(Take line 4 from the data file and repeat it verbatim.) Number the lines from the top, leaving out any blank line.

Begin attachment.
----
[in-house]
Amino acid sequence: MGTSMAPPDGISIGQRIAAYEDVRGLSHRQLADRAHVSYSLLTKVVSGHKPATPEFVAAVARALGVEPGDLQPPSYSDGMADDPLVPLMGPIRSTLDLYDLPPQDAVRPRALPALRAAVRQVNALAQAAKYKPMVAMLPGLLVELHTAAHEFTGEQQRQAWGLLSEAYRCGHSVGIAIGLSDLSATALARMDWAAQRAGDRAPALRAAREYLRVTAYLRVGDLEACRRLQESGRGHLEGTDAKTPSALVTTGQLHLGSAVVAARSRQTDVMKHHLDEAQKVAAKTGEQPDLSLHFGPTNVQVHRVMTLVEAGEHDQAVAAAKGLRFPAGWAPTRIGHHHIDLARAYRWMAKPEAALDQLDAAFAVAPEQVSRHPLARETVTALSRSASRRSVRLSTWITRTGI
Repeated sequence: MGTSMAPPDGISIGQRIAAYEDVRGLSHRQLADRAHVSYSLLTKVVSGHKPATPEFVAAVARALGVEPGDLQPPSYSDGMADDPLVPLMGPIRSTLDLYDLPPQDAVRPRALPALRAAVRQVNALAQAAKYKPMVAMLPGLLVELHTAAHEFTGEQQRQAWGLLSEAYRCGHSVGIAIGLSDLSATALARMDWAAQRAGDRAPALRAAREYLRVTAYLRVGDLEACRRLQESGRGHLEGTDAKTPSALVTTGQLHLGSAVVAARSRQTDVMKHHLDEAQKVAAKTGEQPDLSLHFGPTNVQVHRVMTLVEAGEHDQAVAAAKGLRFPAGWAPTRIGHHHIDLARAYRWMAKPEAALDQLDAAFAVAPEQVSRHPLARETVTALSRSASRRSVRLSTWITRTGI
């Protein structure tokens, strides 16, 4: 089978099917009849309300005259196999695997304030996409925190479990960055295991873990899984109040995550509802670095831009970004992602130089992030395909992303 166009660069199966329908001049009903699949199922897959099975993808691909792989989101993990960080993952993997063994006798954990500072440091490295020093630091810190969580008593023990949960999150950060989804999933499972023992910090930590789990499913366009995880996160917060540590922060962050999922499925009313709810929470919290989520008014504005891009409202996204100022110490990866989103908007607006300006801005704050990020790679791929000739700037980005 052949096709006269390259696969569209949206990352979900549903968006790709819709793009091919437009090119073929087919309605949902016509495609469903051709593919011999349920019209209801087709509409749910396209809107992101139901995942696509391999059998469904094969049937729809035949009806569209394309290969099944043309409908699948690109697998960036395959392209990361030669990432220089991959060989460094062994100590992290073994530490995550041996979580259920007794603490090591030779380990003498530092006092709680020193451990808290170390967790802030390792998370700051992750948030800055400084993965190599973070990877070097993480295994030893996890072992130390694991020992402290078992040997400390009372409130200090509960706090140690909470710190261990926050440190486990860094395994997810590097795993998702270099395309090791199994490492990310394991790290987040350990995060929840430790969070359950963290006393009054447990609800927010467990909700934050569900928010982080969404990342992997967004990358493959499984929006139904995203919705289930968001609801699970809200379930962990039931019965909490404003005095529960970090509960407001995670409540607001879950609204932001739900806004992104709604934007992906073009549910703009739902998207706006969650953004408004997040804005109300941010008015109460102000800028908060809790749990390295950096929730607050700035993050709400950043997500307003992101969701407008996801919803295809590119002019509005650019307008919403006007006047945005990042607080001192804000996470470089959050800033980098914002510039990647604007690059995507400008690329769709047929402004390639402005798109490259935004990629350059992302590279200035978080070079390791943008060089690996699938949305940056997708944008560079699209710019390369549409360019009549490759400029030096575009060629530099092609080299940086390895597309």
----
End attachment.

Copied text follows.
């Protein structure tokens, strides 16, 4: 089978099917009849309300005259196999695997304030996409925190479990960055295991873990899984109040995550509802670095831009970004992602130089992030395909992303 166009660069199966329908001049009903699949199922897959099975993808691909792989989101993990960080993952993997063994006798954990500072440091490295020093630091810190969580008593023990949960999150950060989804999933499972023992910090930590789990499913366009995880996160917060540590922060962050999922499925009313709810929470919290989520008014504005891009409202996204100022110490990866989103908007607006300006801005704050990020790679791929000739700037980005 052949096709006269390259696969569209949206990352979900549903968006790709819709793009091919437009090119073929087919309605949902016509495609469903051709593919011999349920019209209801087709509409749910396209809107992101139901995942696509391999059998469904094969049937729809035949009806569209394309290969099944043309409908699948690109697998960036395959392209990361030669990432220089991959060989460094062994100590992290073994530490995550041996979580259920007794603490090591030779380990003498530092006092709680020193451990808290170390967790802030390792998370700051992750948030800055400084993965190599973070990877070097993480295994030893996890072992130390694991020992402290078992040997400390009372409130200090509960706090140690909470710190261990926050440190486990860094395994997810590097795993998702270099395309090791199994490492990310394991790290987040350990995060929840430790969070359950963290006393009054447990609800927010467990909700934050569900928010982080969404990342992997967004990358493959499984929006139904995203919705289930968001609801699970809200379930962990039931019965909490404003005095529960970090509960407001995670409540607001879950609204932001739900806004992104709604934007992906073009549910703009739902998207706006969650953004408004997040804005109300941010008015109460102000800028908060809790749990390295950096929730607050700035993050709400950043997500307003992101969701407008996801919803295809590119002019509005650019307008919403006007006047945005990042607080001192804000996470470089959050800033980098914002510039990647604007690059995507400008690329769709047929402004390639402005798109490259935004990629350059992302590279200035978080070079390791943008060089690996699938949305940056997708944008560079699209710019390369549409360019009549490759400029030096575009060629530099092609080299940086390895597309």